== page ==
Seasonal Affective Disorder

 Understanding SAD, plus 5 strategies for beating the winter blahs.


0586a72b1119fe650809da41a4c8abd0-huge-anPitch-black mornings and evenings, shorter days, and colder weather that makes it unpleasant to be outside for long: All these factors can contribute to feeling blue in the winter. And it’s perfectly normal.  However, if you feel sluggish or sad for weeks, you might have seasonal affective disorder (SAD). The change in seasons during the winter can trigger this depression. According to the American Academy of Family Physicians:
  •    Approximately 4 – 6% of American adults experience SAD
  •    Between 10 – 20% of Americans have “the blues” during this time of year
What causes SAD?
Researchers speculate that the lack of sunlight in winter can disrupt the circadian rhythm or biological clock. This change can lead to lower levels of melatonin and serotonin, the hormones that regulate mood and sleep and make us feel good.

Signs of SAD:
If you notice that the typical signs of depression affect you primarily during the winter months for at least 2 years in a row, you may have SAD. According to the National Institute of Mental Health (NIMH), symptoms may include:
  • Low energy
  • Wanting to sleep all the time
  • Avoiding social situations (feeling like “hibernating”)
  • Overeating, especially craving carbohydrates

If you think you have SAD, reach out to your healthcare provider. If you have suicidal thoughts, call the National Suicide Prevention Lifeline immediately at 1-800-273-8255 to get help.

Strategies for overcoming winter blues
Many people are not officially diagnosed with SAD, but they have a mild case of the “winter blues.” In those cases, try these strategies to feel better during this season:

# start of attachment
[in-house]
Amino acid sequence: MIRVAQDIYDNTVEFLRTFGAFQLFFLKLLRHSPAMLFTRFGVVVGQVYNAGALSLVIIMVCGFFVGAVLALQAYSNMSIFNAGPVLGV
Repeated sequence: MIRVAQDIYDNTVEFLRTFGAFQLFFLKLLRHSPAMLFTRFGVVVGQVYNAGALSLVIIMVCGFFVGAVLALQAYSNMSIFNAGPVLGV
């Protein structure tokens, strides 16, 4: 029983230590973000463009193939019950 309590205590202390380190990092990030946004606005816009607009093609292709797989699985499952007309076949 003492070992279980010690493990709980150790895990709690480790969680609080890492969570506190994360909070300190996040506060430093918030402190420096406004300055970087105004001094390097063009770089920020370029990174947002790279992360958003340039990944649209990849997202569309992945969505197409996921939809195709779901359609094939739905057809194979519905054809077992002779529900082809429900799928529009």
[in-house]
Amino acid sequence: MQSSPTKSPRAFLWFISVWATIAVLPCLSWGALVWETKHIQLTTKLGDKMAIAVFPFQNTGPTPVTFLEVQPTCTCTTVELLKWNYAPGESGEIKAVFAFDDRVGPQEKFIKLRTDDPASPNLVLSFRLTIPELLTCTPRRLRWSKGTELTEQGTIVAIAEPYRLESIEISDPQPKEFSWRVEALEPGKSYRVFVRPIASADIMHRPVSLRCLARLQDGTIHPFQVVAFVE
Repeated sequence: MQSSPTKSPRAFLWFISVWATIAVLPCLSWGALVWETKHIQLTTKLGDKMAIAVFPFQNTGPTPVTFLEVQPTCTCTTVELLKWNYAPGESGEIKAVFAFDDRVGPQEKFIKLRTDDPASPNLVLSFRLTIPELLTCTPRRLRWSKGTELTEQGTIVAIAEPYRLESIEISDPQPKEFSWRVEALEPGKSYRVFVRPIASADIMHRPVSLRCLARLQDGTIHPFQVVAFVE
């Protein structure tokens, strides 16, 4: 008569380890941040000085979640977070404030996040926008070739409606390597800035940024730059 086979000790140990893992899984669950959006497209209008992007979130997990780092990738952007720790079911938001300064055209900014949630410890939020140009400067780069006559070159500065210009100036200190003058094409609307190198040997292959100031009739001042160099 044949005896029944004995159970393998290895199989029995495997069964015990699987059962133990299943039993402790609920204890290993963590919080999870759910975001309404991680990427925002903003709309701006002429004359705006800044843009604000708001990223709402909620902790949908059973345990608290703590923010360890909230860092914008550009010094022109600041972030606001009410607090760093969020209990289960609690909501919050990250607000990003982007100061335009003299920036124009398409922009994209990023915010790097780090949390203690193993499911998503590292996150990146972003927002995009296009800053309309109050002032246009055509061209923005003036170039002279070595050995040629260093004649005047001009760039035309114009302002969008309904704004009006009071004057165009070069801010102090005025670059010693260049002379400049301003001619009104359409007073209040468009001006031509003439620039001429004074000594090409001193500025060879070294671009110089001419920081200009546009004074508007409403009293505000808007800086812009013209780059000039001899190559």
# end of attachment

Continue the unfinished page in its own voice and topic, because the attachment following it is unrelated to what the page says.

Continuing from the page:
• Get out in the sun-We know to protect ourselves from the sun due to skin cancer concerns. But spending a small amount of time in the sun (about 30 minutes a day) is good for our well-being. The sun’s rays interact with our skin to create vitamin D. This vitamin helps produce serotonin, which helps people feel calmer and less stressed, while also boosting mood. Taking a vitamin D supplement is also an option but talk to your healthcare provider before purchasing or taking the supplement.
  • Experiment with light therapy-To practice light therapy, sit in front of a special light box that emits an ultra-bright light for at least 30 minutes per day. According to Mayo Clinic, light therapy may help boost melatonin and serotonin that our bodies tend to lack in the winter.  There are few negative side effects and this therapy is available without a prescription. However, you should consult with your healthcare provider first because there are several health conditions and medications that can react negatively to this therapy.  Your provider may suggest a specific model or type. Choose a model that emits as little UV light as possible. Most light boxes can be ordered through a pharmacist or purchased directly online.
  • Exercise regularly-Working out is a known mood booster that can help you sleep better, ward off weight gain, and increase energy. Keeping up or beginning a fitness routine during the winter may help you feel happier.
  • Schedule a warm-weather vacation-Plan to go someplace sunny and warm during the winter. You’ll get the benefits of the sunshine. Plus, the vacation will give you something to look forward to and remember fondly afterward, so the feel-good effects will last for longer than the time you’re away.
  • Make time for friends-The urge to stay in and lay low after the busy holiday season is normal and expected. But try to prioritize getting together with friends and family. The winter can be isolating, so it’s important to stay connected — especially if you’re feeling down.
Do you experience a dip in your mood and energy levels during the winter? What tactics do you use to stay healthy and feel good? Tell us in the discussion or on Facebook.
 
Posted by Holly E Carpenter, RN, BSN on Jan 14, 2019 3:22 PM CST

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